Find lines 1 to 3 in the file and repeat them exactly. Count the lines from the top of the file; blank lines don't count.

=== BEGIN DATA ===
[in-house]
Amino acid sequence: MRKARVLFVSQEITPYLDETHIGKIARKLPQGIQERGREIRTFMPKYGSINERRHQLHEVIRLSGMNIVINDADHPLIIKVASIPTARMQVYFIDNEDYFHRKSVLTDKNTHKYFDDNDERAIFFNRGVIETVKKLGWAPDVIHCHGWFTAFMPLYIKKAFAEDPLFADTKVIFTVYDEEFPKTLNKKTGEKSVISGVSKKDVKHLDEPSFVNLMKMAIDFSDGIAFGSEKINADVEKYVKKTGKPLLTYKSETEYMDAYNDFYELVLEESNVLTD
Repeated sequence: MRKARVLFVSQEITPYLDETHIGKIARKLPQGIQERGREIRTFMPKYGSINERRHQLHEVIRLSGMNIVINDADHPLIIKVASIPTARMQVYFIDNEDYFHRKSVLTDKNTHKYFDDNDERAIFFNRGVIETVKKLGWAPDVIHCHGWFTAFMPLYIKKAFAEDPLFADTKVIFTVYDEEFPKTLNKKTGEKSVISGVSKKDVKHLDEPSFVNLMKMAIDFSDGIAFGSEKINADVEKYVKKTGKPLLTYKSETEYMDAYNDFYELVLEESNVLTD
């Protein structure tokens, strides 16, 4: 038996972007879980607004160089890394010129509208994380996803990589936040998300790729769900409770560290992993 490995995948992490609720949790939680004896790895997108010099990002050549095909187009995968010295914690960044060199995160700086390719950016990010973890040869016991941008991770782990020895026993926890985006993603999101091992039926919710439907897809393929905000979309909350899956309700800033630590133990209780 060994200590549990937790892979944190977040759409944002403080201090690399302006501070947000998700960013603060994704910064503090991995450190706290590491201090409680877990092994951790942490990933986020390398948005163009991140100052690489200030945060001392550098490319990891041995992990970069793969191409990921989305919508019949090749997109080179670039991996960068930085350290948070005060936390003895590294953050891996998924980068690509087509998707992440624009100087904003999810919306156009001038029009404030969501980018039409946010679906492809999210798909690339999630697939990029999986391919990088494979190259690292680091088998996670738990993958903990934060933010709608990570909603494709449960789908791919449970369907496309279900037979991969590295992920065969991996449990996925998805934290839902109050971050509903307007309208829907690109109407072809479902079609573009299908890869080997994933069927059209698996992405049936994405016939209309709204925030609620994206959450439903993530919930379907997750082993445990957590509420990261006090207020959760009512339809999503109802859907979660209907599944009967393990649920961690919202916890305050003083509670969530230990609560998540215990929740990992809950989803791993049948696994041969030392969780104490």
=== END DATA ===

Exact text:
[in-house]
Amino acid sequence: MRKARVLFVSQEITPYLDETHIGKIARKLPQGIQERGREIRTFMPKYGSINERRHQLHEVIRLSGMNIVINDADHPLIIKVASIPTARMQVYFIDNEDYFHRKSVLTDKNTHKYFDDNDERAIFFNRGVIETVKKLGWAPDVIHCHGWFTAFMPLYIKKAFAEDPLFADTKVIFTVYDEEFPKTLNKKTGEKSVISGVSKKDVKHLDEPSFVNLMKMAIDFSDGIAFGSEKINADVEKYVKKTGKPLLTYKSETEYMDAYNDFYELVLEESNVLTD
Repeated sequence: MRKARVLFVSQEITPYLDETHIGKIARKLPQGIQERGREIRTFMPKYGSINERRHQLHEVIRLSGMNIVINDADHPLIIKVASIPTARMQVYFIDNEDYFHRKSVLTDKNTHKYFDDNDERAIFFNRGVIETVKKLGWAPDVIHCHGWFTAFMPLYIKKAFAEDPLFADTKVIFTVYDEEFPKTLNKKTGEKSVISGVSKKDVKHLDEPSFVNLMKMAIDFSDGIAFGSEKINADVEKYVKKTGKPLLTYKSETEYMDAYNDFYELVLEESNVLTD